“Since therefore Christ suffered in the flesh, arm yourselves with the same way of thinking, for whoever has suffered in the flesh has ceased from sin, 2 so as to live for the rest of the time in the flesh no longer for human passions but for the will of God” (I Peter 4:1-2).
When last we met, we discussed the meaning of the Apostle Peter’s statement in I Peter 4:1 when he wrote, “For whoever has suffered in the flesh has ceased from sin.” We submitted several different interpretations to the particular phrase “has ceased from sin.”
Some interpret it to mean the character building effects of suffering. Or it may mean that all those in union with Christ in His suffering and death are considered not to be sinful since Christ has died for their sin and taken its penalty ( I Peter 2:24; 3:18; Romans 6:7).
However, in light of what Peter wrote in I Peter 2:24, we believe that what he means is that believers are no longer living for sin but rather increasingly living for righteousness. We have ceased to have sin be our desire to fulfill but rather we seek to be holy in all we do. I Peter 4:2 supports the interpretation that the believer in Christ is striving to no longer live for sin but rather to live to be holy as the Lord is holy.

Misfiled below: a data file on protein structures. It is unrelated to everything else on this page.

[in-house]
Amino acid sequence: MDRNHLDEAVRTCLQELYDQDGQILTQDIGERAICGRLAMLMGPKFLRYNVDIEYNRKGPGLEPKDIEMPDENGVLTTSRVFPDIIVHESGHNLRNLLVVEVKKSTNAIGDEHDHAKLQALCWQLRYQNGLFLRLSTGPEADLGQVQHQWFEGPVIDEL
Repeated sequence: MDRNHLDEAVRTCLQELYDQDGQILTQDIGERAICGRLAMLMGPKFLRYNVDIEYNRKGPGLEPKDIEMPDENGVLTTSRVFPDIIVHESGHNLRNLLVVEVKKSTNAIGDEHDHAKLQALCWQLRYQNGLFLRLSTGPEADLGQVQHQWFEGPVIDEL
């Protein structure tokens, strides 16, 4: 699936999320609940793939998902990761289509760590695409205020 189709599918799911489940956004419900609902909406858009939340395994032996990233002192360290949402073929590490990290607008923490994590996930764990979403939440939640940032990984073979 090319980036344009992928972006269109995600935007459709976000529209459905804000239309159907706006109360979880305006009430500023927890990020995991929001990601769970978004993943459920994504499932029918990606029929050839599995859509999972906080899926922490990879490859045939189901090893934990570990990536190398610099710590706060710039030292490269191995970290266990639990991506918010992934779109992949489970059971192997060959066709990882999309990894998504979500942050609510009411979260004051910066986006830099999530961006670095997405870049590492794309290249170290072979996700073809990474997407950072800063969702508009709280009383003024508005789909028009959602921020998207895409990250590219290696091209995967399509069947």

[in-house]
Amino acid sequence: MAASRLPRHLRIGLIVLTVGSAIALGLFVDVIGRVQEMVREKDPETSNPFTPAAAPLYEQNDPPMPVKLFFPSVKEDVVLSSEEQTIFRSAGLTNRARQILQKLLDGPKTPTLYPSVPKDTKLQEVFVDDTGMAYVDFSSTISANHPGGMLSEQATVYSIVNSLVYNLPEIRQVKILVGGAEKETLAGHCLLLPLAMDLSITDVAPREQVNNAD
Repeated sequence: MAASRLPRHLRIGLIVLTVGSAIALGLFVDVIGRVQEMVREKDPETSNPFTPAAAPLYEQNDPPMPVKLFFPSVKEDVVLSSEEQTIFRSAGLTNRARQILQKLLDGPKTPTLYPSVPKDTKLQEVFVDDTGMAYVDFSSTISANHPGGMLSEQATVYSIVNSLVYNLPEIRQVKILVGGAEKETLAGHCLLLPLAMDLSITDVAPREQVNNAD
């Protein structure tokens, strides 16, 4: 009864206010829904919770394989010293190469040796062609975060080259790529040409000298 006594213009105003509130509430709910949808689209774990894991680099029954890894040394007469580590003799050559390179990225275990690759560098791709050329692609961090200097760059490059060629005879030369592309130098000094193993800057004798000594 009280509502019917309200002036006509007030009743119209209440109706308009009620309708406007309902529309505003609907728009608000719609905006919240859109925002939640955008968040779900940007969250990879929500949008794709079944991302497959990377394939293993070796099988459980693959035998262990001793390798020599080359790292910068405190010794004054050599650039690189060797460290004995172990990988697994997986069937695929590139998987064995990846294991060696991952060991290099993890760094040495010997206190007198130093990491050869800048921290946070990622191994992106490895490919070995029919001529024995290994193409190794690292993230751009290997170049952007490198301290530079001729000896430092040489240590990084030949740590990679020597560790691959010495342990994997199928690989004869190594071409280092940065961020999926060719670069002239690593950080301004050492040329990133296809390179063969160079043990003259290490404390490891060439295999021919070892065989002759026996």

Peter writes “so as to live for the rest of the time.” The word “live” (βιόω; bioo) means our conduct in daily living. “For the rest of the time” is a phrase taken from the Greek word χρόνος; chronos, from which we derive our English word chronology meaning things as they happen. Peter says that our conduct in daily living as a Christian from this point on as things happen in our lives should be for one singular purpose.
That purpose is that while we live on this earth we no longer live for human passions (ἄνθρωπος; anthropos; ἐπιθυμία; epithymia). Human passions are lustful cravings. John calls them the lusts of the flesh, lusts of the eyes and the boastful pride of life (I John 2:15-17). This describes the sinner’s desires prior to conversion to Christ.
Rather, the believer in Christ now lives for the will of God. In other words, that which God purposes as right, good and holy should be what the believer continually pursues each and every day.
You don’t have to be a rocket scientist to know that living in such a way is counter cultural. In fact, the world hates this type of living. People who live biblically right, good and holy lives interfere with those who desire to live for sin. When the two different lifestyles converge, at home, work or school, there is bound to be conflict and suffering. We have seen in I Peter that we must never cause suffering, and at the same time we are to be biblically prepared to receive it.
This will require the believer to possess a strength and courage to persevere. Thanks be to God that He gives this strength to each believer through the Holy Spirit. Have a blessed new day as you strive to live for the will and glory of God.
Soli deo Gloria!